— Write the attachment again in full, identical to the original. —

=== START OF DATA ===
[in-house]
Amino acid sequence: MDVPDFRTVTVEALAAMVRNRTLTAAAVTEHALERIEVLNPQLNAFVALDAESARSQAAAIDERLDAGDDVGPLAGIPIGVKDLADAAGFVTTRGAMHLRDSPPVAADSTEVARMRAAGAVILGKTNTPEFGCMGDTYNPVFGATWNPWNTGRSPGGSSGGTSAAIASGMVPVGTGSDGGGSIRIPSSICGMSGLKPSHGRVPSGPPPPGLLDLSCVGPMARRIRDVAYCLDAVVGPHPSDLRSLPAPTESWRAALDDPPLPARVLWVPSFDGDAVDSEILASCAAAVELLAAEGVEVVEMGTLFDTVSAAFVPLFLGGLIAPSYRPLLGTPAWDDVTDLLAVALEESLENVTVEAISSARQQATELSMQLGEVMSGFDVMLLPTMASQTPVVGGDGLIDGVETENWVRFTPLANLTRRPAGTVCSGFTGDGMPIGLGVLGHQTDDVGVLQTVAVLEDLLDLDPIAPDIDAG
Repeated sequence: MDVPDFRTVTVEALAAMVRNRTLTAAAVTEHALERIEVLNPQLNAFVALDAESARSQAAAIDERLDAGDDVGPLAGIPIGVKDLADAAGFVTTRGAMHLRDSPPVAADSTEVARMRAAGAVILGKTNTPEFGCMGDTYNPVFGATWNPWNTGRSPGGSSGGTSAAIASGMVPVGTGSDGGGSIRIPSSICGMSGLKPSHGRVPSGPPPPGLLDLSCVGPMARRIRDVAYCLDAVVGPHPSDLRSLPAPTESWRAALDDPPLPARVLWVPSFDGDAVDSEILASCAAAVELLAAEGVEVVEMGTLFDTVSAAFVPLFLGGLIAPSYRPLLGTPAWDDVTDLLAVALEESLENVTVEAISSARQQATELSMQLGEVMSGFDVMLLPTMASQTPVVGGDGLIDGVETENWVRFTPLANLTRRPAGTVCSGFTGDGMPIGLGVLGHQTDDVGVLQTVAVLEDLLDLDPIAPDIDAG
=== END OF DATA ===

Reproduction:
[in-house]
Amino acid sequence: MDVPDFRTVTVEALAAMVRNRTLTAAAVTEHALERIEVLNPQLNAFVALDAESARSQAAAIDERLDAGDDVGPLAGIPIGVKDLADAAGFVTTRGAMHLRDSPPVAADSTEVARMRAAGAVILGKTNTPEFGCMGDTYNPVFGATWNPWNTGRSPGGSSGGTSAAIASGMVPVGTGSDGGGSIRIPSSICGMSGLKPSHGRVPSGPPPPGLLDLSCVGPMARRIRDVAYCLDAVVGPHPSDLRSLPAPTESWRAALDDPPLPARVLWVPSFDGDAVDSEILASCAAAVELLAAEGVEVVEMGTLFDTVSAAFVPLFLGGLIAPSYRPLLGTPAWDDVTDLLAVALEESLENVTVEAISSARQQATELSMQLGEVMSGFDVMLLPTMASQTPVVGGDGLIDGVETENWVRFTPLANLTRRPAGTVCSGFTGDGMPIGLGVLGHQTDDVGVLQTVAVLEDLLDLDPIAPDIDAG
Repeated sequence: MDVPDFRTVTVEALAAMVRNRTLTAAAVTEHALERIEVLNPQLNAFVALDAESARSQAAAIDERLDAGDDVGPLAGIPIGVKDLADAAGFVTTRGAMHLRDSPPVAADSTEVARMRAAGAVILGKTNTPEFGCMGDTYNPVFGATWNPWNTGRSPGGSSGGTSAAIASGMVPVGTGSDGGGSIRIPSSICGMSGLKPSHGRVPSGPPPPGLLDLSCVGPMARRIRDVAYCLDAVVGPHPSDLRSLPAPTESWRAALDDPPLPARVLWVPSFDGDAVDSEILASCAAAVELLAAEGVEVVEMGTLFDTVSAAFVPLFLGGLIAPSYRPLLGTPAWDDVTDLLAVALEESLENVTVEAISSARQQATELSMQLGEVMSGFDVMLLPTMASQTPVVGGDGLIDGVETENWVRFTPLANLTRRPAGTVCSGFTGDGMPIGLGVLGHQTDDVGVLQTVAVLEDLLDLDPIAPDIDAG